Yolanda
I read a lot of books some very good and then some that are just okay. This one was wonderful. It left me with the feeling that I got when I read The Secret Life of Bees and The Help.
I confess that I am a sucker for a Southern Novel because even though I love with all my heart the Northwest I yearn for home sometime.
In the beginning of the book Ceecee lives with a mentally ill mom who she has to be a Mom too and as the book goes on her mom's death prompts a move to live with her Aunt Tootie in S...more
Cherie
I am not sure I can even put into words what a great read this book was for me. I loved every word.
I laughed and cried and felt so blessed to be reading this story. I cannot think of another word that covers what a wonderful feeling I had for the young girl in this story and all of the older women in her life that she met in Savannah, Georgia, where she went to live after her mother died.

She had no friends except an elderly woman neighbor for the first twelve years of her life. No getting aroun...more
Valerie
Another Debut novel that I enjoyed immensely. And it's based in the South again -1960s. As a whole, the story isn't as funny as I had first presumed it would be but that didn't take away from the story and there are some clearly funny parts. The beginning is mostly Cecilia with her insane (literally) mother but once her mother dies, Ceecee is in Savannah with her great aunt. The plot is basically how she comes into her own getting past the hurt. It's very character driven, the character being Ce...more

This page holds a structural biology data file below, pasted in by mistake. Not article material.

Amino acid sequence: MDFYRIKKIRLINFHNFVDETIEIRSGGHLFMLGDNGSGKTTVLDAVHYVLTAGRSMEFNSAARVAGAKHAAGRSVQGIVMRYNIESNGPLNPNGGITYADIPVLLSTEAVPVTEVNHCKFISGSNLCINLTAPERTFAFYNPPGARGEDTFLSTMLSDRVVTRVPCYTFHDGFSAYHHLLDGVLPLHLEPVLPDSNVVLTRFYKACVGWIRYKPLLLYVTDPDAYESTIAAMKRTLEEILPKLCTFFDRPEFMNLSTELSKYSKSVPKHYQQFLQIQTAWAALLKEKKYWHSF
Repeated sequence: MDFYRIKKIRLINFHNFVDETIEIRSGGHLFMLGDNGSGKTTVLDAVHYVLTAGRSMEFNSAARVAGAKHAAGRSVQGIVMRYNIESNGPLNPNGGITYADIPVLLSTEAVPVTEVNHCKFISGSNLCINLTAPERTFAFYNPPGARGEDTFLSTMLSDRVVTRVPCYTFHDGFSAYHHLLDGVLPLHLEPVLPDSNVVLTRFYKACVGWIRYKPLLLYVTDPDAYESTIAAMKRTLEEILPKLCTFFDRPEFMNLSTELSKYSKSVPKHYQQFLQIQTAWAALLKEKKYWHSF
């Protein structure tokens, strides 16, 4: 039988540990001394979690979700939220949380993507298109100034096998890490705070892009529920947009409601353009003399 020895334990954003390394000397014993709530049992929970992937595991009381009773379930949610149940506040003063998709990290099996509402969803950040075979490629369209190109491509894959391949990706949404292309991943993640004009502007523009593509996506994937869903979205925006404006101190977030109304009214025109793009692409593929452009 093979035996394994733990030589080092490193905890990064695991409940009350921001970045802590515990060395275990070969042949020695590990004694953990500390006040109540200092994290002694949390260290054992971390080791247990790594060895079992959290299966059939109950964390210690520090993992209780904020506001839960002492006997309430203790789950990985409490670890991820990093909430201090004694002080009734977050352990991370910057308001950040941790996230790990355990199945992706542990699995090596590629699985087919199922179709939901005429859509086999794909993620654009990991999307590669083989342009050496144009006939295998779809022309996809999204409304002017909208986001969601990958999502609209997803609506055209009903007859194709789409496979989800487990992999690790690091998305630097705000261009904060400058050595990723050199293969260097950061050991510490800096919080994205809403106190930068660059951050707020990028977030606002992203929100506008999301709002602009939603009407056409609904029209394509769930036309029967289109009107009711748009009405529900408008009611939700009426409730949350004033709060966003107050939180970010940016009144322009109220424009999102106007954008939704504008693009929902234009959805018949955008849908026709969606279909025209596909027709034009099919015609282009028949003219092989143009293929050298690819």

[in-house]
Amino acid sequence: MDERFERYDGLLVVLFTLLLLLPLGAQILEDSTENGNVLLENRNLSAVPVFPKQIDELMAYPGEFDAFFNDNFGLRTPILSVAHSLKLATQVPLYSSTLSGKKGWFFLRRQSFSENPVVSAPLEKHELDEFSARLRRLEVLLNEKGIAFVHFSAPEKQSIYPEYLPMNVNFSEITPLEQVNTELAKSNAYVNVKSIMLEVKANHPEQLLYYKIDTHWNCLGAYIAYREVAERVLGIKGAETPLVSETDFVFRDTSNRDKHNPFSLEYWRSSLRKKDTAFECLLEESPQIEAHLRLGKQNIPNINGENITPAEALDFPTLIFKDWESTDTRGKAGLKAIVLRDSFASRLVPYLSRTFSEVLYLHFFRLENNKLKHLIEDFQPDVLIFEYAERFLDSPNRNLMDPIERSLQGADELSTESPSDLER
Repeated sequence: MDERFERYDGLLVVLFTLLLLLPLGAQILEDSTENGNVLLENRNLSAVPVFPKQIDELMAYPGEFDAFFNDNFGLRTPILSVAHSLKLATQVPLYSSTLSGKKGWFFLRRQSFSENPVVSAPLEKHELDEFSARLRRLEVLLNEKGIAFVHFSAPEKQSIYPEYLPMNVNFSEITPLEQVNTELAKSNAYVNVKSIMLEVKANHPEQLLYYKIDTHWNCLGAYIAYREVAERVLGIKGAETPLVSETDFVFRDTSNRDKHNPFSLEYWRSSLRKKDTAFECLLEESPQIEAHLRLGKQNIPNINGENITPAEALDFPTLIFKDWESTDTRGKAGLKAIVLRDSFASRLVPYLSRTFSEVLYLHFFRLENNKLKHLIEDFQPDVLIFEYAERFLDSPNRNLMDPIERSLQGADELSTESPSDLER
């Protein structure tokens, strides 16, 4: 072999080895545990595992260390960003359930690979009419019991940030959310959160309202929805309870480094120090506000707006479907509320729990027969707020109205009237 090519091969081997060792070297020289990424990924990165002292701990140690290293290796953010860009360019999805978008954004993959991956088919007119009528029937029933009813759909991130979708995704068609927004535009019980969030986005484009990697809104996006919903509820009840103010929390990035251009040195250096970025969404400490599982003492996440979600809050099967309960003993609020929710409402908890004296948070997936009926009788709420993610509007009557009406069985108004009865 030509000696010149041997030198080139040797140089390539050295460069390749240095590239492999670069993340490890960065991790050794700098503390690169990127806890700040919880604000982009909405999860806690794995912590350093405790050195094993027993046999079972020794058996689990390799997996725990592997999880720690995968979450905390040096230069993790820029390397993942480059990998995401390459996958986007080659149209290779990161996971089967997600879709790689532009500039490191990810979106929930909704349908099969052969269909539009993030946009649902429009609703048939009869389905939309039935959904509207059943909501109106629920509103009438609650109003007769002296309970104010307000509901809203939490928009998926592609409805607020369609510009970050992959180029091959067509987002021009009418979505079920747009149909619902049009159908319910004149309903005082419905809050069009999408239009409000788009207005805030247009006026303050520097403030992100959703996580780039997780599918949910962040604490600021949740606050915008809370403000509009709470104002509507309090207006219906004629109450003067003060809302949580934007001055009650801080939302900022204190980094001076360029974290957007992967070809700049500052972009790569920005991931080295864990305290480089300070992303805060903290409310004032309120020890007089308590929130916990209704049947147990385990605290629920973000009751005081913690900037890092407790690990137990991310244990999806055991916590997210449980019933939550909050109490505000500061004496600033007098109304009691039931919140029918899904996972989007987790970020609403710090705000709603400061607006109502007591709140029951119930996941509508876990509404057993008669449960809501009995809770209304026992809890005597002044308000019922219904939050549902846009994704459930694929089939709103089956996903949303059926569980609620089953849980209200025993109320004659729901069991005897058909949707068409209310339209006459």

Pat
I probably would have enjoyed this book more, had I not just read The Help -- and this has many of the same themes and a similar location/time period. It was difficult to not compare the two, and Saving Cee Cee doesn't compare.

Basically it's about a young girl whose mentally ill mother dies, her absentee father sends her to live with a great aunt in Savannah. And she is "saved" by all the great women there, including the aunt's African American housekeeper. Having just read The Help, I was sensi...more
Patti
I can't recommend this book enough! I read it in one sitting! Saving CeeCee Honeycutt will be available in January, and if you received that bookstore gift card for the holidays, save it for this book.

Saving CeeCee Honeycutt is the story of a girl who cares for her mother as she descends into madness, and her father is constantly away on business. CeeCee escapes as best she can into reading. Her mother is killed one day, and CeeCee finds out about the Southern branch of her family; her father le...more
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Twelve days after Beth Hoffman’s first novel was published in 2010, she became a New York Times bestselling author with foreign rights selling to prestigious publishers in Italy, Germany, France, Poland, Norway, Hungary, Indonesia, Korea, Israel, and the United Kingdom.

Following an extensive national tour, Beth returned home to Kentucky and the solace of her writing studio. Drawing from vivid memo...more
More about Beth Hoffman...
Looking for Me Oath of Office ; Thunder and Rain ; Ice fire ; Saving CeeCee Honeycutt (Reader's Digest Select editions Volume 6, 2012) Of Love and Life: I've Got Your Number / Home Front / Saving CeeCee Honeycutt

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“That's what friends should do. cherish the good and pretend not to notice the harmless rest.” 137 likes